By Robbie Perdue
When I was growing up I was told that Benjamin Franklin wanted the turkey to be the national bird in place of the bald eagle but was outvoted by Thomas Jefferson and others. Well, it turns out that is just not true at all.
After the Declaration of Independence, Ben Franklin, Thomas Jefferson, and John Adams were tasked with designing a national seal. Franklin proposed a biblical scene from Exodus, featuring Moses, which did go on to become the reverse of the seal, and in 1782 the seal with a bald eagle on the front was approved. There never seemed to be any “turkey business”.
The turkey did finally raise it’s colorful head in 1784. Franklin wrote a letter to his daughter, Sarah, in which he complained about the design of a new medal issued by a Continental Army veteran’s society. Here he states “for my own part I wish the bald eagle had not been chosen as the representative of our country,” and that the eagle was “a bird of bad moral character” that “does not get his living honestly” because it steals food as it is “too lazy to fish for himself.” Franklin even writes that he considered the eagle “a rank coward” as it is often driven off by smaller birds.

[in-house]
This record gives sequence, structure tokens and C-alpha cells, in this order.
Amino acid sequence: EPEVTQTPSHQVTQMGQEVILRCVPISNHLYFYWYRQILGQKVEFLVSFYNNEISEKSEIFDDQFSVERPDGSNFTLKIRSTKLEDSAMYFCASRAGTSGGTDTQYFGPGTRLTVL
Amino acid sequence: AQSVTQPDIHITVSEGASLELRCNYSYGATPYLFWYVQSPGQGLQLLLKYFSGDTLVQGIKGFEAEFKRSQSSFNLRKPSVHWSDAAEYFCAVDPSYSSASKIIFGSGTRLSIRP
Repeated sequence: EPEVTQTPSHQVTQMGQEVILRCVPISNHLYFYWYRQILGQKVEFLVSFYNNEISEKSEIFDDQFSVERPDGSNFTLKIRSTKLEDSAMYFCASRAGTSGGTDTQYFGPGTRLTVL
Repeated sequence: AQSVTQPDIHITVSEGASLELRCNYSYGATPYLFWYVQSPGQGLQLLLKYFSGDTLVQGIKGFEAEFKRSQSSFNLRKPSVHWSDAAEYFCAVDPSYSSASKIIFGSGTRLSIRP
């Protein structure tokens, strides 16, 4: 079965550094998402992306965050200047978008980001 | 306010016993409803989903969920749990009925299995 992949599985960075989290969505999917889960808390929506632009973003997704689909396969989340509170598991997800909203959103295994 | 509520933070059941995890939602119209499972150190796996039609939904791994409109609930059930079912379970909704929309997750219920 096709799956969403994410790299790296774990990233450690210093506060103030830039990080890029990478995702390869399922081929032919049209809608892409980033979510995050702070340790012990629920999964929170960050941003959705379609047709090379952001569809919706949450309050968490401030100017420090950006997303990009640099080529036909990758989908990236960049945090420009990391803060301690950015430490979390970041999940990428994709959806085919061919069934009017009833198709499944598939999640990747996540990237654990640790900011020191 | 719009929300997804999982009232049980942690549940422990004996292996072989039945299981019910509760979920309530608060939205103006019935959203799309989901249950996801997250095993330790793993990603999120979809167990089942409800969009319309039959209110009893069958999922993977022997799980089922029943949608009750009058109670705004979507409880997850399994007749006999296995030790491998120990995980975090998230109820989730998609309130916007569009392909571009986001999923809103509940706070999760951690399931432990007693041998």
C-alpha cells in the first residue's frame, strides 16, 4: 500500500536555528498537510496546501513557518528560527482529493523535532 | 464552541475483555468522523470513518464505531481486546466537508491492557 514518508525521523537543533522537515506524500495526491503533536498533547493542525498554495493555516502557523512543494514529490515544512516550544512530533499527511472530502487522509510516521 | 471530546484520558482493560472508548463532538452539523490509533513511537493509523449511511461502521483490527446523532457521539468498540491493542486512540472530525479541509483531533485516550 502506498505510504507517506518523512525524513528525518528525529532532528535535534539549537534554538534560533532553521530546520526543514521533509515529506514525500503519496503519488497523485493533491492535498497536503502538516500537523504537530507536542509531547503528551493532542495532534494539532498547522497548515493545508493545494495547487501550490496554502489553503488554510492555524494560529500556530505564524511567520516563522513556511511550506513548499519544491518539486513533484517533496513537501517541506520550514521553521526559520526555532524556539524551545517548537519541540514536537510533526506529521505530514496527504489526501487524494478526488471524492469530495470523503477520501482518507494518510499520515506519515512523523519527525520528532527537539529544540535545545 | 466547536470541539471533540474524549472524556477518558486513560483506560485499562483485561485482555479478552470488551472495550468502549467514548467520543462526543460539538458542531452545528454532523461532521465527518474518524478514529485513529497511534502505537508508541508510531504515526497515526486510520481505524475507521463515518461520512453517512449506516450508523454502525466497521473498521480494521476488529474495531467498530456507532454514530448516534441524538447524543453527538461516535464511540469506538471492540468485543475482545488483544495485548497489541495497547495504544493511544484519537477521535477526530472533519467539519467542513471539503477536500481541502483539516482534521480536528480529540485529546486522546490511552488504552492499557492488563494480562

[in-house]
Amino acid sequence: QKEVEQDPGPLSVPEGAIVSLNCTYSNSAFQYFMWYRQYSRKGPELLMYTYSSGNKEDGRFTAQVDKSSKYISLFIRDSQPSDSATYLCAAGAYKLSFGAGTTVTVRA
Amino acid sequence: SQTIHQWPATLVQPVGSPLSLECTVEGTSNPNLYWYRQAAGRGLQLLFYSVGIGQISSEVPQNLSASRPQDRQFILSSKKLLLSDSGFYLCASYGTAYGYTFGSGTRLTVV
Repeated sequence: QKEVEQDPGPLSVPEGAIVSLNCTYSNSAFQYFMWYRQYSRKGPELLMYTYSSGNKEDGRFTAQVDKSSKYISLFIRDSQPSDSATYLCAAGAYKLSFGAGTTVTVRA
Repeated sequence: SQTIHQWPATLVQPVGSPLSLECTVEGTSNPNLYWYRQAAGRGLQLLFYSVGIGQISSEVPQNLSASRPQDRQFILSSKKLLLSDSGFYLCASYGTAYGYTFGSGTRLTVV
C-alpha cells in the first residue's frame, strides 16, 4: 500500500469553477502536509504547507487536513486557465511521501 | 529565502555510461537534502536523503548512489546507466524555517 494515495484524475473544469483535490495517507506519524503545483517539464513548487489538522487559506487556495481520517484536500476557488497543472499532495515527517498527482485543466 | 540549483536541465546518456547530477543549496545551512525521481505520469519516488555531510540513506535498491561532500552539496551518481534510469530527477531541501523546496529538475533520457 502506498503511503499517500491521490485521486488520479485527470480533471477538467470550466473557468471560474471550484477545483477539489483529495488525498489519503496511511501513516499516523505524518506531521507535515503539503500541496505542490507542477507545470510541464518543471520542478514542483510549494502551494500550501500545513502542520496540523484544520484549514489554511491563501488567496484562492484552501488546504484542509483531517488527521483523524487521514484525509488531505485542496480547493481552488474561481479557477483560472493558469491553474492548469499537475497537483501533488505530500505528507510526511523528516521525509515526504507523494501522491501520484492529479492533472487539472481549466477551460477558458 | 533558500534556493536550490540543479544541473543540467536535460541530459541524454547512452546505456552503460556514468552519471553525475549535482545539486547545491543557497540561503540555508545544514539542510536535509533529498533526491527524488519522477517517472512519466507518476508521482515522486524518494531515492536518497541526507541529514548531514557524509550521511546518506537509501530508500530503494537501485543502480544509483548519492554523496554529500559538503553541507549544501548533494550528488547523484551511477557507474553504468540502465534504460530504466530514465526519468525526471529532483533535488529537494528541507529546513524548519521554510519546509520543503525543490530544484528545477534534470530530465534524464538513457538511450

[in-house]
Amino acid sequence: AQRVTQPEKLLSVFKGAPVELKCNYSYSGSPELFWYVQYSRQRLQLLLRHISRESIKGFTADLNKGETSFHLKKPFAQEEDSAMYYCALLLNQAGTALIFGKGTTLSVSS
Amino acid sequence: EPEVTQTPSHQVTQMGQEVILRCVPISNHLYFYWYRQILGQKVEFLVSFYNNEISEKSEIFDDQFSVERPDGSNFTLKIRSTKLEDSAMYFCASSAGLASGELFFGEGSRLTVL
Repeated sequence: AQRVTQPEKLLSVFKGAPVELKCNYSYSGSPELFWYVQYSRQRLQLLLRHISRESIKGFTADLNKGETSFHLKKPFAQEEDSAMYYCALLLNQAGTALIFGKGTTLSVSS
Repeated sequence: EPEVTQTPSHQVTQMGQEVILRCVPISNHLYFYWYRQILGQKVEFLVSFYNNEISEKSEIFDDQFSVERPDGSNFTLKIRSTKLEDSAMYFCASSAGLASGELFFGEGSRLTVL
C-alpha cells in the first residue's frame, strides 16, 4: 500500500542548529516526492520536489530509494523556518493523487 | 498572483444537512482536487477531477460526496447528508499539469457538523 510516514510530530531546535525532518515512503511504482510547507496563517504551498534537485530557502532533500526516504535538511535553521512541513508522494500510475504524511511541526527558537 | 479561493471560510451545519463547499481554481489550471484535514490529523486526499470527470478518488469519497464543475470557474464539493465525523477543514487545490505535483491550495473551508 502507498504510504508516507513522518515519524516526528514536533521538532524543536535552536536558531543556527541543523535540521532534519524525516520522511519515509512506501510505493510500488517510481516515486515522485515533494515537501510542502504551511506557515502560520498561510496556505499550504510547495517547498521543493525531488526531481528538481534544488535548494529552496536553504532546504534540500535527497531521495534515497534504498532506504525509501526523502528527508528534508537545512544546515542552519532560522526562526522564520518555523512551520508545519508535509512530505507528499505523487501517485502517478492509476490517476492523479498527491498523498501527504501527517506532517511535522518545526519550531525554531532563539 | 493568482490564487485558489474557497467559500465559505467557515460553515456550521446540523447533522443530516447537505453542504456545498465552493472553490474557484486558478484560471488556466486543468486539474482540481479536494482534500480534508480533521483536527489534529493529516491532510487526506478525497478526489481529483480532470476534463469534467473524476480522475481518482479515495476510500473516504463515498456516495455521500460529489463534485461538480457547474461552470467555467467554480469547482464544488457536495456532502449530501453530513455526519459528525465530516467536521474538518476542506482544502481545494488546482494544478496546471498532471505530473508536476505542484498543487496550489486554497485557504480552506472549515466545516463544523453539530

Franklin goes on to describe the turkey as “a much more respectable bird,” “a true original native of America,” and describes the turkey to be “a bird of courage.” While these remarks were never intended to be public, we can agree on how great the turkey really is.
Turkey hunters understand the virtue of these creatures. They can fly over 50 mph and run up to 20 mph, they have incredible eyesight, a wily sense for survival, and an uncanny ability to be completely unpredictable. They might not be the smartest creature god made, but often enough they are smarter than you.